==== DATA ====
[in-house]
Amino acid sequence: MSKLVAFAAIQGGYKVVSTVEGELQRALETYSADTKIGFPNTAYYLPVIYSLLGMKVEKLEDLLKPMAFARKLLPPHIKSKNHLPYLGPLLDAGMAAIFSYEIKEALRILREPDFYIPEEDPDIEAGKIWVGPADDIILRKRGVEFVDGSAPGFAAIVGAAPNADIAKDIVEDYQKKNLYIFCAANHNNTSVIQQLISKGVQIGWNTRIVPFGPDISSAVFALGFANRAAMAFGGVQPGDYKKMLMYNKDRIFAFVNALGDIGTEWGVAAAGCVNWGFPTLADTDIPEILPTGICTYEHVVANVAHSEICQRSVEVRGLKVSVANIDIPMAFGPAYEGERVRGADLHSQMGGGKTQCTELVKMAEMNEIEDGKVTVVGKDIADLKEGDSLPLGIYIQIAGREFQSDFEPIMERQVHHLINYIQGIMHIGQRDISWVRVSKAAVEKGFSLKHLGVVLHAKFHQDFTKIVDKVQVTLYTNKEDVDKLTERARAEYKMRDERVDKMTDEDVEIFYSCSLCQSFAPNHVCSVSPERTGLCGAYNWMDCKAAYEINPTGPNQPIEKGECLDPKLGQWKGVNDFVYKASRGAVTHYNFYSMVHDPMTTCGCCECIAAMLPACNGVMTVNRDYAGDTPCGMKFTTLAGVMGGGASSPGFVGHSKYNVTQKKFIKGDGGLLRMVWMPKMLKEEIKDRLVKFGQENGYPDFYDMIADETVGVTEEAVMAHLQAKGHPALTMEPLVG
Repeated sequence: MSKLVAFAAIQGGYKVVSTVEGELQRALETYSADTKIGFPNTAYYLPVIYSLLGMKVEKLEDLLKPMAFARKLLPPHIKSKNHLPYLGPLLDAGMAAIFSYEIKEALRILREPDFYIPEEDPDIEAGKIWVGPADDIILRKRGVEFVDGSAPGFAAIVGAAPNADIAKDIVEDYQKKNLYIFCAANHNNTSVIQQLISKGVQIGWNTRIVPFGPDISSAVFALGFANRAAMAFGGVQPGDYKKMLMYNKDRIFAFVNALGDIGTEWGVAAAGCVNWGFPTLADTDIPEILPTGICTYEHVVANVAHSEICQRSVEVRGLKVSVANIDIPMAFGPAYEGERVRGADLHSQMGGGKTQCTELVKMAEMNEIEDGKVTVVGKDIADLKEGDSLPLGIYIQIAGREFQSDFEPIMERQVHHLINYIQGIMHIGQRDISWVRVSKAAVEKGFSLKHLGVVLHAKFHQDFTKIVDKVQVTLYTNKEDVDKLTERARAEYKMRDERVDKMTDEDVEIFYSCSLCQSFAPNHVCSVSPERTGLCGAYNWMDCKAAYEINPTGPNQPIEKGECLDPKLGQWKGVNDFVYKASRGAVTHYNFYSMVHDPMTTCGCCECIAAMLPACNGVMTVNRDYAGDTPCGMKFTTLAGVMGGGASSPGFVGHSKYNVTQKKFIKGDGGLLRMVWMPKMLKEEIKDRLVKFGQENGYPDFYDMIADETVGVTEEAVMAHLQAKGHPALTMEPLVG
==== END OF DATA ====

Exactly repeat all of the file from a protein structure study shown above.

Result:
[in-house]
Amino acid sequence: MSKLVAFAAIQGGYKVVSTVEGELQRALETYSADTKIGFPNTAYYLPVIYSLLGMKVEKLEDLLKPMAFARKLLPPHIKSKNHLPYLGPLLDAGMAAIFSYEIKEALRILREPDFYIPEEDPDIEAGKIWVGPADDIILRKRGVEFVDGSAPGFAAIVGAAPNADIAKDIVEDYQKKNLYIFCAANHNNTSVIQQLISKGVQIGWNTRIVPFGPDISSAVFALGFANRAAMAFGGVQPGDYKKMLMYNKDRIFAFVNALGDIGTEWGVAAAGCVNWGFPTLADTDIPEILPTGICTYEHVVANVAHSEICQRSVEVRGLKVSVANIDIPMAFGPAYEGERVRGADLHSQMGGGKTQCTELVKMAEMNEIEDGKVTVVGKDIADLKEGDSLPLGIYIQIAGREFQSDFEPIMERQVHHLINYIQGIMHIGQRDISWVRVSKAAVEKGFSLKHLGVVLHAKFHQDFTKIVDKVQVTLYTNKEDVDKLTERARAEYKMRDERVDKMTDEDVEIFYSCSLCQSFAPNHVCSVSPERTGLCGAYNWMDCKAAYEINPTGPNQPIEKGECLDPKLGQWKGVNDFVYKASRGAVTHYNFYSMVHDPMTTCGCCECIAAMLPACNGVMTVNRDYAGDTPCGMKFTTLAGVMGGGASSPGFVGHSKYNVTQKKFIKGDGGLLRMVWMPKMLKEEIKDRLVKFGQENGYPDFYDMIADETVGVTEEAVMAHLQAKGHPALTMEPLVG
Repeated sequence: MSKLVAFAAIQGGYKVVSTVEGELQRALETYSADTKIGFPNTAYYLPVIYSLLGMKVEKLEDLLKPMAFARKLLPPHIKSKNHLPYLGPLLDAGMAAIFSYEIKEALRILREPDFYIPEEDPDIEAGKIWVGPADDIILRKRGVEFVDGSAPGFAAIVGAAPNADIAKDIVEDYQKKNLYIFCAANHNNTSVIQQLISKGVQIGWNTRIVPFGPDISSAVFALGFANRAAMAFGGVQPGDYKKMLMYNKDRIFAFVNALGDIGTEWGVAAAGCVNWGFPTLADTDIPEILPTGICTYEHVVANVAHSEICQRSVEVRGLKVSVANIDIPMAFGPAYEGERVRGADLHSQMGGGKTQCTELVKMAEMNEIEDGKVTVVGKDIADLKEGDSLPLGIYIQIAGREFQSDFEPIMERQVHHLINYIQGIMHIGQRDISWVRVSKAAVEKGFSLKHLGVVLHAKFHQDFTKIVDKVQVTLYTNKEDVDKLTERARAEYKMRDERVDKMTDEDVEIFYSCSLCQSFAPNHVCSVSPERTGLCGAYNWMDCKAAYEINPTGPNQPIEKGECLDPKLGQWKGVNDFVYKASRGAVTHYNFYSMVHDPMTTCGCCECIAAMLPACNGVMTVNRDYAGDTPCGMKFTTLAGVMGGGASSPGFVGHSKYNVTQKKFIKGDGGLLRMVWMPKMLKEEIKDRLVKFGQENGYPDFYDMIADETVGVTEEAVMAHLQAKGHPALTMEPLVG